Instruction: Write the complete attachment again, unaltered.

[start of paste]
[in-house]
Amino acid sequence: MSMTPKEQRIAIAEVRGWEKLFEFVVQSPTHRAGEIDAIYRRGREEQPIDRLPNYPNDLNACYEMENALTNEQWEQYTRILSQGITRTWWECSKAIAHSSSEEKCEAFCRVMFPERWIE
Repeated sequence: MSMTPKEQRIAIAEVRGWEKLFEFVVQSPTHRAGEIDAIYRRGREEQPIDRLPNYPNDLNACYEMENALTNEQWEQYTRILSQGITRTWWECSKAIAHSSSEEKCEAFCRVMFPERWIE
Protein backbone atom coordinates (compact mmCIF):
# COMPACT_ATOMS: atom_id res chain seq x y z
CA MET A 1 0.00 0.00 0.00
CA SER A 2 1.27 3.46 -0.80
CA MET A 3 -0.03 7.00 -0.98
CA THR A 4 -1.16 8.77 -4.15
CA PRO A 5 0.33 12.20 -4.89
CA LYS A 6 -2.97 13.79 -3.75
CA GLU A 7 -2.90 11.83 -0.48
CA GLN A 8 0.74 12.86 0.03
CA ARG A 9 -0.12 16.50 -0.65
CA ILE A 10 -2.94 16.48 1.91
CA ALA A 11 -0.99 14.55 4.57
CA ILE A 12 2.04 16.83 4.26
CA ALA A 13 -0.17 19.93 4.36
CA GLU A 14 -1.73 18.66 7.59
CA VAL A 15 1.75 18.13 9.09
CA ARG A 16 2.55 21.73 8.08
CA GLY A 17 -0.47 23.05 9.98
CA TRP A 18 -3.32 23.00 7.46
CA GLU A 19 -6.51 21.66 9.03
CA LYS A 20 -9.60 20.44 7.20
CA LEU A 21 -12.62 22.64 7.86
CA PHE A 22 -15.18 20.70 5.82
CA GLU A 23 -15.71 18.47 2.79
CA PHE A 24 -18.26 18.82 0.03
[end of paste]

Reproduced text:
[in-house]
Amino acid sequence: MSMTPKEQRIAIAEVRGWEKLFEFVVQSPTHRAGEIDAIYRRGREEQPIDRLPNYPNDLNACYEMENALTNEQWEQYTRILSQGITRTWWECSKAIAHSSSEEKCEAFCRVMFPERWIE
Repeated sequence: MSMTPKEQRIAIAEVRGWEKLFEFVVQSPTHRAGEIDAIYRRGREEQPIDRLPNYPNDLNACYEMENALTNEQWEQYTRILSQGITRTWWECSKAIAHSSSEEKCEAFCRVMFPERWIE
Protein backbone atom coordinates (compact mmCIF):
# COMPACT_ATOMS: atom_id res chain seq x y z
CA MET A 1 0.00 0.00 0.00
CA SER A 2 1.27 3.46 -0.80
CA MET A 3 -0.03 7.00 -0.98
CA THR A 4 -1.16 8.77 -4.15
CA PRO A 5 0.33 12.20 -4.89
CA LYS A 6 -2.97 13.79 -3.75
CA GLU A 7 -2.90 11.83 -0.48
CA GLN A 8 0.74 12.86 0.03
CA ARG A 9 -0.12 16.50 -0.65
CA ILE A 10 -2.94 16.48 1.91
CA ALA A 11 -0.99 14.55 4.57
CA ILE A 12 2.04 16.83 4.26
CA ALA A 13 -0.17 19.93 4.36
CA GLU A 14 -1.73 18.66 7.59
CA VAL A 15 1.75 18.13 9.09
CA ARG A 16 2.55 21.73 8.08
CA GLY A 17 -0.47 23.05 9.98
CA TRP A 18 -3.32 23.00 7.46
CA GLU A 19 -6.51 21.66 9.03
CA LYS A 20 -9.60 20.44 7.20
CA LEU A 21 -12.62 22.64 7.86
CA PHE A 22 -15.18 20.70 5.82
CA GLU A 23 -15.71 18.47 2.79
CA PHE A 24 -18.26 18.82 0.03